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Blouse, slacks fight school bullying

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Blouse, slacks fight school bullying

Faith Perry’s clothes do not change. Every day, she wears the same ruffled, flowery blouse, black sl

Faith Perry’s clothes do not change.

Every day, she wears the same ruffled, flowery blouse, black slacks and black sneakers to Mohonasen High School, where she teaches English as a second language and works with at-risk students in the high school’s alternative education program.

Perry’s unchanging attire is a statement against bullying.

She said she decided to stop changing her clothes after one of her poorer students was mocked last year for wearing the same pants two days in a row. “I said, ‘Knock it off, guys — I wore the same pants yesterday.’ ” The incident inspired Perry to wear the same outfit for the final four months of the year, and resume wearing it this year. She said she plans to get a new outfit for next year, and wear it every day.

Perry’s message is simple.

“It doesn’t matter what’s on the outside,” she said. “It’s your character and treatment of others that matters.”

Perry, 39, said she stresses that hygiene and cleanliness matter, and that it’s important to look professional. She washes the clothes regularly and said that if she wore dirty clothes, it’s unlikely she would have the backing of Mohonasen High School Principal David Collins.

Collins said he supports Perry’s anti-bullying initiative wholeheartedly and that it fits in with her overall approach to teaching.

“She does a tremendous job of taking into account the whole child,” he said. “She teaches at a high caliber. She comes in every day and maintains high standards.”

Perry spoke about her anti-bullying initiative last week to students at Pinewood Intermediate School via the Pinewood Scoop, the school’s TV news program.

This week, a number of Pinewood teachers are following Perry’s lead and wearing the same clothes every day. Pinewood Principal Deborah Kavanaugh said she plans to wear the same standard black professional work clothes to work all week long.

Perry’s anti-bullying initiative “struck me as a powerful statement to make,” Kavanaugh said. She said that students are under a lot of pressure from their peers and the media to dress and look a certain way.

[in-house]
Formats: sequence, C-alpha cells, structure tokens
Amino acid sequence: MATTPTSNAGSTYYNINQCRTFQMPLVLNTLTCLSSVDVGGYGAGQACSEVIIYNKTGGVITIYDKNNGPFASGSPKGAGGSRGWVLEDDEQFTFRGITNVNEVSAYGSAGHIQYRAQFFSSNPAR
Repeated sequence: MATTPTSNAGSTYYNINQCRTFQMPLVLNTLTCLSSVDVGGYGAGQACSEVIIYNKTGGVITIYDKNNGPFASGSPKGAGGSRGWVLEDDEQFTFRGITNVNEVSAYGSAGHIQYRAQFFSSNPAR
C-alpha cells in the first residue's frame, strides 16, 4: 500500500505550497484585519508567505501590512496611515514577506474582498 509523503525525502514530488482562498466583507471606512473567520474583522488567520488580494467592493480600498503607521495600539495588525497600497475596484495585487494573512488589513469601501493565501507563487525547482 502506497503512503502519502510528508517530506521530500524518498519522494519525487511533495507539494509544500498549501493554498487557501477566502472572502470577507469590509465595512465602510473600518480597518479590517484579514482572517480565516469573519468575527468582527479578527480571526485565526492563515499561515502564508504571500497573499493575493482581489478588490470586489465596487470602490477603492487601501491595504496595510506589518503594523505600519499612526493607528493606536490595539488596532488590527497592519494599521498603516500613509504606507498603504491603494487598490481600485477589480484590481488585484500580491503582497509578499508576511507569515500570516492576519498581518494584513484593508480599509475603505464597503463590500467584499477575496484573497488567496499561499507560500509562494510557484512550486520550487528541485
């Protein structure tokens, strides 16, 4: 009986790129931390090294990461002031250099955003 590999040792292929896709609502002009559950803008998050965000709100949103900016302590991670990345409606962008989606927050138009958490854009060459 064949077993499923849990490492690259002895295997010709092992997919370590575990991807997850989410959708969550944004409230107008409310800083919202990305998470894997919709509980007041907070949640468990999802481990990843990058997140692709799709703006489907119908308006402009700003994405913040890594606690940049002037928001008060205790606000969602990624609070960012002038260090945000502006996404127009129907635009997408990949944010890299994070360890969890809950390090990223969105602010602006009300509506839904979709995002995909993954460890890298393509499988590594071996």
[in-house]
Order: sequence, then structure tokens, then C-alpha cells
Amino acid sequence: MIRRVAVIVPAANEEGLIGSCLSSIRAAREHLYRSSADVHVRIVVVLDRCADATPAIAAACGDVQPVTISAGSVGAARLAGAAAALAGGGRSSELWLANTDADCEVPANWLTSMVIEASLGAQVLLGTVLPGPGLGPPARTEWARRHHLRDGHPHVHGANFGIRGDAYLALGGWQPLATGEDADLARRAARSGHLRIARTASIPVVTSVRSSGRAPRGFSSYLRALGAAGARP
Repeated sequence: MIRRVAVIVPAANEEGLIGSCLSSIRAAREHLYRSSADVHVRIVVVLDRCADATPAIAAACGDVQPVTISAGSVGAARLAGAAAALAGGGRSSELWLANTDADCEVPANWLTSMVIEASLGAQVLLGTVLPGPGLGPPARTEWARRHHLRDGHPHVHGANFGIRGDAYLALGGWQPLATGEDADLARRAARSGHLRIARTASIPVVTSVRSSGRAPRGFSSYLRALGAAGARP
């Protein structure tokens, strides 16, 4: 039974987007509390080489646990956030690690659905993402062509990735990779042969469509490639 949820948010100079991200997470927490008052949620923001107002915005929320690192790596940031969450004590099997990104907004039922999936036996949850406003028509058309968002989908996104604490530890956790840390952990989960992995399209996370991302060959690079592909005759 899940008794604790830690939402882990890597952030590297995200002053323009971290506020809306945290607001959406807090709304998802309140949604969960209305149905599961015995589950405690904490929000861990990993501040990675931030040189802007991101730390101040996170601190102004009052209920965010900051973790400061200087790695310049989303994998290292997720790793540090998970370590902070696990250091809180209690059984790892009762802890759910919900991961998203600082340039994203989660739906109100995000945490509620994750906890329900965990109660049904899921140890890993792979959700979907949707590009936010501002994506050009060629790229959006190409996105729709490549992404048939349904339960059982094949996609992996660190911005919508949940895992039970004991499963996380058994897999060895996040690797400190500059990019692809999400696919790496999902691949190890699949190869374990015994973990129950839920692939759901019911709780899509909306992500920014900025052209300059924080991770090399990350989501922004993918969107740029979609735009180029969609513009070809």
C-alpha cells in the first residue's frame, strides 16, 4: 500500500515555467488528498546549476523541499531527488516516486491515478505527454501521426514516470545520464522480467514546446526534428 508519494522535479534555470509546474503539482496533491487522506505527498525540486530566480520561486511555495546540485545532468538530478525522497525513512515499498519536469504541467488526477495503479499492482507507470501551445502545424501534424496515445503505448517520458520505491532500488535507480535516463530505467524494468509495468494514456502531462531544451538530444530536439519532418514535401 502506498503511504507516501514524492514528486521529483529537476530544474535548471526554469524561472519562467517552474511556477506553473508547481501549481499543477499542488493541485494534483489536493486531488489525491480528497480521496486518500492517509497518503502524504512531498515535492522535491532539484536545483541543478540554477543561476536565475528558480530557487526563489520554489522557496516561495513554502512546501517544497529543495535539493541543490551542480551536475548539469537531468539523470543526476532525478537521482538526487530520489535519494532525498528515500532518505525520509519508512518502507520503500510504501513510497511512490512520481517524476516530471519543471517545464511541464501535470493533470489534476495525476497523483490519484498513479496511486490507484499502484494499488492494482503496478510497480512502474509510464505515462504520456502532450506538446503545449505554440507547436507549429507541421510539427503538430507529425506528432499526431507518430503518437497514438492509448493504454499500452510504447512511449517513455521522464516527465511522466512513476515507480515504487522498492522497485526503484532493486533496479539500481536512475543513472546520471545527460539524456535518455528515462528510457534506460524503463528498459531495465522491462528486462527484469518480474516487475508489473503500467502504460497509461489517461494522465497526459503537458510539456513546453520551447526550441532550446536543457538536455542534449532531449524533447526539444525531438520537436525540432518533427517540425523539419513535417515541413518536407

A Pattersonville native, Perry has been a teacher for 14 years and a teacher at Mohonasen High School for six years. She said that she became a teacher to change children’s lives for the better, and that she enjoys working with at-risk youth.

“I’ve always been passionate about making sure people are treated with kindness,” Perry said. “I have no tolerance for anyone being bullied for any reason.” She said she wouldn’t describe herself as someone who was bullied in school, but she does know what it’s like to be different. As a result of a flesh-eating virus, she only has four fingers on one of her hands.

Eighteen-year-old Nicholas Rapp has known Perry since he was a freshman in her Spanish class, but he didn’t notice that Perry had worn the same clothes every day until she pointed it out.

“It didn’t change my opinion of her,” he said.

Instead, it gave him food for thought.

“In high school, it’s all about who you know and what you wear,” he said. “She’s definitely made me think that the people who talk to me because of who I am and not what I wear are my real friends.”

Now a student in the alternative education program, Rapp credits Perry with helping him get through high school, describing her as a “second mom. Whenever I need help, she’s there to help me,” he said.

Rapp said that when he was younger, he struggled academically and had trouble getting to school; Perry helped him with his class work and homework. Now he’s planning to attend Hudson Valley Community College to study nursing next year.

Mohonasen’s alternative education program serves middle and high school students who have struggled in school, providing them with additional academic support.

In recent years, schools have placed a much greater emphasis on addressing bullying.

In March, Mohonasen middle and high school students participated in a program called “Challenge Day,” which encouraged students to celebrate diversity, truth and full expression, and break down barriers and get to know each other better.

Mohonasen High School has about 1,050 students. Most of them are from Rotterdam.

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